File: README.lang

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%%%%%%%%%%%%%%%%%%%%%%%%%%%%%%%%%%%%%%%%%%%%%%%%%%%%%%%%%%%%%%%%%%%%%%%%%%

	  Making multilingual presentations with MagicPoint

			    March 15, 2001

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MagicPoint has no idea about what kind of character set you are using
with your presentation file, or what kind of language you are using.
For example, if you use Latin-1 (iso-8859-1) you MUST tell that explicitly
to MagicPoint.

If you want to use Latin-[1-4] (iso-8859-[1-4]), you can specify the
encoding of the file explisitly with charset directive, like: 

	%charset "iso8859-1"

Note that this directive can be used after %page directive, that is,
you can't use %charset directive in preamble.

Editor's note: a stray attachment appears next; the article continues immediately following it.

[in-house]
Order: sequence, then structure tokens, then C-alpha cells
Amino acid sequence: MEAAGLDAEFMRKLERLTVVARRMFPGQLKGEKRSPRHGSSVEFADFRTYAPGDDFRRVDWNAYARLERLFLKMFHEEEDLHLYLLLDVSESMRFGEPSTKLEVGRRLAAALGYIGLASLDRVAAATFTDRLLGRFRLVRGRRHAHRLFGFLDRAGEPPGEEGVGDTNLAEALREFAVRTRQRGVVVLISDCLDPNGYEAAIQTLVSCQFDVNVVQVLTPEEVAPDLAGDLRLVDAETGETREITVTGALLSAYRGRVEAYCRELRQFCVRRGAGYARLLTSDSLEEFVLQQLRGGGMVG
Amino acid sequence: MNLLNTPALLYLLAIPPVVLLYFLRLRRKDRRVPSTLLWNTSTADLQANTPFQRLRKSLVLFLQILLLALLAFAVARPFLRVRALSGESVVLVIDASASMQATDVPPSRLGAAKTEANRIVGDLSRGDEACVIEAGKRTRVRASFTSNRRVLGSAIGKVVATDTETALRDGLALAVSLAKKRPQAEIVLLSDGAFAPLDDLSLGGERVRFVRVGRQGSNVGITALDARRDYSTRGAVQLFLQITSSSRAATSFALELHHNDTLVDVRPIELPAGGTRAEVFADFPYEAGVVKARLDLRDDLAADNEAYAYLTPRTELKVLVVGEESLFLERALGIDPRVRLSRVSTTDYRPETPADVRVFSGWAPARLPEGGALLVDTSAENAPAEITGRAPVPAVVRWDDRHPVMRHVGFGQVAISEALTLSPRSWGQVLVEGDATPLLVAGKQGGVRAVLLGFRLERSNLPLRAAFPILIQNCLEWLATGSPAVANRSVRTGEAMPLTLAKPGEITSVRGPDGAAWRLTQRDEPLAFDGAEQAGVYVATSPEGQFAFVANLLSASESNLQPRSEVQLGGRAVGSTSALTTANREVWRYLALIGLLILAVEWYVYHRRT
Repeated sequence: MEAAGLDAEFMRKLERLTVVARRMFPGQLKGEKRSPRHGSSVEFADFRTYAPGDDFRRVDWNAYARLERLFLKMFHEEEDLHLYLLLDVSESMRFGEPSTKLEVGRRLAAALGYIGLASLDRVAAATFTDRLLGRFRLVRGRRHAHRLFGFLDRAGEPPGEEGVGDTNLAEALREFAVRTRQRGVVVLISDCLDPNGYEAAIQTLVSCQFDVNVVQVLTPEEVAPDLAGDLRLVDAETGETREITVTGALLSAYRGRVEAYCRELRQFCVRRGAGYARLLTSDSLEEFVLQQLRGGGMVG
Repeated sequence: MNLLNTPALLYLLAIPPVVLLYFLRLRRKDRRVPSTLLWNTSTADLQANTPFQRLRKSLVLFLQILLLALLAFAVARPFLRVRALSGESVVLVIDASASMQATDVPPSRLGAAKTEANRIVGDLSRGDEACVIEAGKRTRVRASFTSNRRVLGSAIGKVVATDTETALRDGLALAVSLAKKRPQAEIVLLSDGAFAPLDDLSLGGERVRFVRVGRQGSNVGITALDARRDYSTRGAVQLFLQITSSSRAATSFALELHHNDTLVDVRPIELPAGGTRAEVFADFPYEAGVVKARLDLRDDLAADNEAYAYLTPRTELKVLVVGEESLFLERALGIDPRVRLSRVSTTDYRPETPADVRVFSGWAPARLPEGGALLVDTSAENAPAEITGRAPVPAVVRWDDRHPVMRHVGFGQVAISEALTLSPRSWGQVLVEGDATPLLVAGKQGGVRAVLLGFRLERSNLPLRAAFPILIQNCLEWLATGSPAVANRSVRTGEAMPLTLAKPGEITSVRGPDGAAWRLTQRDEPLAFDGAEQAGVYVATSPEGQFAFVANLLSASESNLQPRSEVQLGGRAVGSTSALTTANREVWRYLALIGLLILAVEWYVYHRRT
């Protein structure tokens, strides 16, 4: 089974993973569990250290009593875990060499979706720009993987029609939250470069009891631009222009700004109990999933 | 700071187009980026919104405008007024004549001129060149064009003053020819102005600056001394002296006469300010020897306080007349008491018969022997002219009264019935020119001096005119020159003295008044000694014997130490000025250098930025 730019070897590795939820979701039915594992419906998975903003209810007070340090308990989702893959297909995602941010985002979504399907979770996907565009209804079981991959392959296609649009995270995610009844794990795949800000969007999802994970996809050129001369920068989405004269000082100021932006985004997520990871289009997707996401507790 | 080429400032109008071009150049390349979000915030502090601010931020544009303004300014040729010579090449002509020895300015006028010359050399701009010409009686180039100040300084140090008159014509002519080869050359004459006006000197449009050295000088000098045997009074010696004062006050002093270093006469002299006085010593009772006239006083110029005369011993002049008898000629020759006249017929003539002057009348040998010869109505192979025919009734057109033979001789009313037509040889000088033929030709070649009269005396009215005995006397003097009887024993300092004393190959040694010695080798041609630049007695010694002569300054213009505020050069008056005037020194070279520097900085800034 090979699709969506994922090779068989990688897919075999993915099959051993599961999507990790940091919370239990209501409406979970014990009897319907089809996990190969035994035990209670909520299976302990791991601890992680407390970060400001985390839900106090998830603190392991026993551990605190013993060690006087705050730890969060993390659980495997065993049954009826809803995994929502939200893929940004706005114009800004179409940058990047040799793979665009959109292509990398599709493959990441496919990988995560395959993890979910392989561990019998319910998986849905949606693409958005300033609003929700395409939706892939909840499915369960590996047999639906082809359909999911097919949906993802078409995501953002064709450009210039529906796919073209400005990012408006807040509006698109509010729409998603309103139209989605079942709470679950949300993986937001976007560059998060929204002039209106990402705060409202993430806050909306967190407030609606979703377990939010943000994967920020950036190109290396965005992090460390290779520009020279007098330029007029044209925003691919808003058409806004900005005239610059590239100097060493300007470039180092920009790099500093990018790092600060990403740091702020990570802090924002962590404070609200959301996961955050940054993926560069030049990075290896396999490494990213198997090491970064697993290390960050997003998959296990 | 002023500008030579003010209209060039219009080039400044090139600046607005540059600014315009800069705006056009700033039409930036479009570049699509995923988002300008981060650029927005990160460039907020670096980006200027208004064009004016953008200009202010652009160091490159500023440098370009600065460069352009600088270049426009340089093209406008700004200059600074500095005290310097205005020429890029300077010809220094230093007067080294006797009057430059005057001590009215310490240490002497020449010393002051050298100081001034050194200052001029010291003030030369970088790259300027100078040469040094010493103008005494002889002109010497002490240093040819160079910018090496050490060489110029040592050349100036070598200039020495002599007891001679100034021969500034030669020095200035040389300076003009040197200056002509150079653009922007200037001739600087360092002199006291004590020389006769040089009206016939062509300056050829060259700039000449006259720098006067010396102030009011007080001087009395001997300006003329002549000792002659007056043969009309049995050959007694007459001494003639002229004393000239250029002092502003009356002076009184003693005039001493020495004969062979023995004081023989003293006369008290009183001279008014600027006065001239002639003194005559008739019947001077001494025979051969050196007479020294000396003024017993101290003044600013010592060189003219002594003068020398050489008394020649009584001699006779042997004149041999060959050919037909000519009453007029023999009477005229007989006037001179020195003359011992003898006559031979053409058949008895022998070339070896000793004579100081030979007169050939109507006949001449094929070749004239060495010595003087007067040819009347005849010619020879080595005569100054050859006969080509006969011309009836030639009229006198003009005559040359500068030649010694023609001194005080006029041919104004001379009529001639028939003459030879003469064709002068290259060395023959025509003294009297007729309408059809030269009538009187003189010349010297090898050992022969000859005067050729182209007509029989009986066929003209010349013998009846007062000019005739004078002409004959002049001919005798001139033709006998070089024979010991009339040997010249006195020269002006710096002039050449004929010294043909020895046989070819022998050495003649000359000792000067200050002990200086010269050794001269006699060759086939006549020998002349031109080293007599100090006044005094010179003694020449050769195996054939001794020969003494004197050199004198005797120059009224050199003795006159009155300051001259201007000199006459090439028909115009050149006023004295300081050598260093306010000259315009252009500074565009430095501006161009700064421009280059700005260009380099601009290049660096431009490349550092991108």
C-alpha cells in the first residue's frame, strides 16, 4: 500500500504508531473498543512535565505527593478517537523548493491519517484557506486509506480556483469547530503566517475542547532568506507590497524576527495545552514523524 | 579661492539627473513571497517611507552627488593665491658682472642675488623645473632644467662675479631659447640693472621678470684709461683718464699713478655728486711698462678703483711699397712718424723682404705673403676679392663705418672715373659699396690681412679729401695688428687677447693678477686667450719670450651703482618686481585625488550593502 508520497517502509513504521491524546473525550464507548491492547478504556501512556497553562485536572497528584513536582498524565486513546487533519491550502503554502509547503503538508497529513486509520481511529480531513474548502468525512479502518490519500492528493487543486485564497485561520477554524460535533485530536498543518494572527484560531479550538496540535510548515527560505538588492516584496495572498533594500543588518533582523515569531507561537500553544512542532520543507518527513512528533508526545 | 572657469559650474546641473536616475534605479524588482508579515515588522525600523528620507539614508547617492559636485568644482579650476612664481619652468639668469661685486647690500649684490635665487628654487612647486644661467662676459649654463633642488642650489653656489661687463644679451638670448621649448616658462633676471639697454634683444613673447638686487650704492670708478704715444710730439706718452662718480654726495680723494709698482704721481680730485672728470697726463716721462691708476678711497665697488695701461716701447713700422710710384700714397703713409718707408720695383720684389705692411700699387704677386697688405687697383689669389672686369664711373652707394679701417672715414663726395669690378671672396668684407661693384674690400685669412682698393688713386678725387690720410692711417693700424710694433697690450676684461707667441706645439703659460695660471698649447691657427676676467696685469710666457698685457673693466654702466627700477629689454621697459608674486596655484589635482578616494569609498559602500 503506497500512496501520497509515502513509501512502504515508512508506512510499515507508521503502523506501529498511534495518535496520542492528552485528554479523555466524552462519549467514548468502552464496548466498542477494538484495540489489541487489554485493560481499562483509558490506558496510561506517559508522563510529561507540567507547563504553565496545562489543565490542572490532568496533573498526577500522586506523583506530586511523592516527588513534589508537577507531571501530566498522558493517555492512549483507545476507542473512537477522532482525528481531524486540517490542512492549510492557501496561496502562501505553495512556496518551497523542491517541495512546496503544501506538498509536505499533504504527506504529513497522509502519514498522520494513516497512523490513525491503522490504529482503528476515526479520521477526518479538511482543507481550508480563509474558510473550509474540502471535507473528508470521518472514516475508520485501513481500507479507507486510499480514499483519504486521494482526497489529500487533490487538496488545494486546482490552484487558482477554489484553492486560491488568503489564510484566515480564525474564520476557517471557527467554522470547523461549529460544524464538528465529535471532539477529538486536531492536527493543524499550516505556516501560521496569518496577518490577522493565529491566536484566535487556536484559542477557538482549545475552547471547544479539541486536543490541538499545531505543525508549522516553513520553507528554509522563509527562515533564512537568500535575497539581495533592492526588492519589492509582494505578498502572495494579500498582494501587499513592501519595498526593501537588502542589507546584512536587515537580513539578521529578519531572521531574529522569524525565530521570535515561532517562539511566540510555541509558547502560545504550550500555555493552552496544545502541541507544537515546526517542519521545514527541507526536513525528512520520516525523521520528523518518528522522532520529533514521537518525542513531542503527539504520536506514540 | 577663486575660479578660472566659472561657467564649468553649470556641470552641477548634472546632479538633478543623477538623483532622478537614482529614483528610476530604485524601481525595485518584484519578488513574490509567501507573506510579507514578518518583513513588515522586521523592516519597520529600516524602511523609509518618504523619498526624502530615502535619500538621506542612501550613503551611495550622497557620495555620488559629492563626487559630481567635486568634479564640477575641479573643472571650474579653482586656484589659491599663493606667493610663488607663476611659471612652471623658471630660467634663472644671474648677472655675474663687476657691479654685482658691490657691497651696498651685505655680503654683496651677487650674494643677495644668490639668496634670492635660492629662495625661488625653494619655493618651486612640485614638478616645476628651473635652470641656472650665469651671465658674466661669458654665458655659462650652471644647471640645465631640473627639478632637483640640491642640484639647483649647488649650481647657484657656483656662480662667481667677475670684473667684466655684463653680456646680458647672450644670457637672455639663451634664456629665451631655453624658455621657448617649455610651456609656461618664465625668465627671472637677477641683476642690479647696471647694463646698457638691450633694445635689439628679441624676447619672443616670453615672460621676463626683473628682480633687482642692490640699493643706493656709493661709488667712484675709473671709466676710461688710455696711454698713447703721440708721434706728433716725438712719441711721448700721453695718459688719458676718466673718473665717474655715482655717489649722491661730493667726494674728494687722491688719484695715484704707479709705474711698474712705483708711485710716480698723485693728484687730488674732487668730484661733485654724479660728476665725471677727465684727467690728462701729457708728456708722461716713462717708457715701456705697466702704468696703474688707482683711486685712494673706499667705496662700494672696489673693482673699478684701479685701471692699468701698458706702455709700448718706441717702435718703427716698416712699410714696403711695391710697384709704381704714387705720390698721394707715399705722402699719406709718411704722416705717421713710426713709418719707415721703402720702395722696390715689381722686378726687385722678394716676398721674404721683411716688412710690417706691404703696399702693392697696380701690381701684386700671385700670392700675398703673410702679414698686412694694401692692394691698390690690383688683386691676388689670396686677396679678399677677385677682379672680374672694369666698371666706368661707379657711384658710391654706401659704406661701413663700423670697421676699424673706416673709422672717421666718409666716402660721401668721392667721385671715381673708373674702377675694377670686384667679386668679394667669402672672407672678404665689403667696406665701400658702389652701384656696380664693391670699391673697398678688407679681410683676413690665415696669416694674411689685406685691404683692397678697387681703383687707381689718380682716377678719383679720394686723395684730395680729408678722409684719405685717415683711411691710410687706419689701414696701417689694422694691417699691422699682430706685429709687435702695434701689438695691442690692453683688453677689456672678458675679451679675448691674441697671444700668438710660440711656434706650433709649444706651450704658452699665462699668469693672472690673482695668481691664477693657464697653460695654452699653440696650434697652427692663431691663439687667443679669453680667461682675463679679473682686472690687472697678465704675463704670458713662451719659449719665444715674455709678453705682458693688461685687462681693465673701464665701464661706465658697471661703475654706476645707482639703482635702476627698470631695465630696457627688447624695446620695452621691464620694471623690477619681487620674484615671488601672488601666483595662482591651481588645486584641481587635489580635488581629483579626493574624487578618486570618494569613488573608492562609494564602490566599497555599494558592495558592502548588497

In the future, we will add more encodings to charset directive, like
"iso2022-jp", or "euc-jp"


Making MagicPoint presentations in European languages
- Use "/configure  --enable-locale" before compilation.
  In some operating systems you may need -lxpg4 with this.
	(so that ctype functions, such as isprint(), works with 
         locale support)
- When invoking MagicPoint, configure the LANG environment variable to
  proper value.
- When making a PostScript file for the presentation, use -e option.

Making MagicPoint presentations in Asian languages
- Use iso-2022 family encoding (iso-2022-jp, iso-2022-cn and others).
  Or, the X11 ctext encoding for your file.

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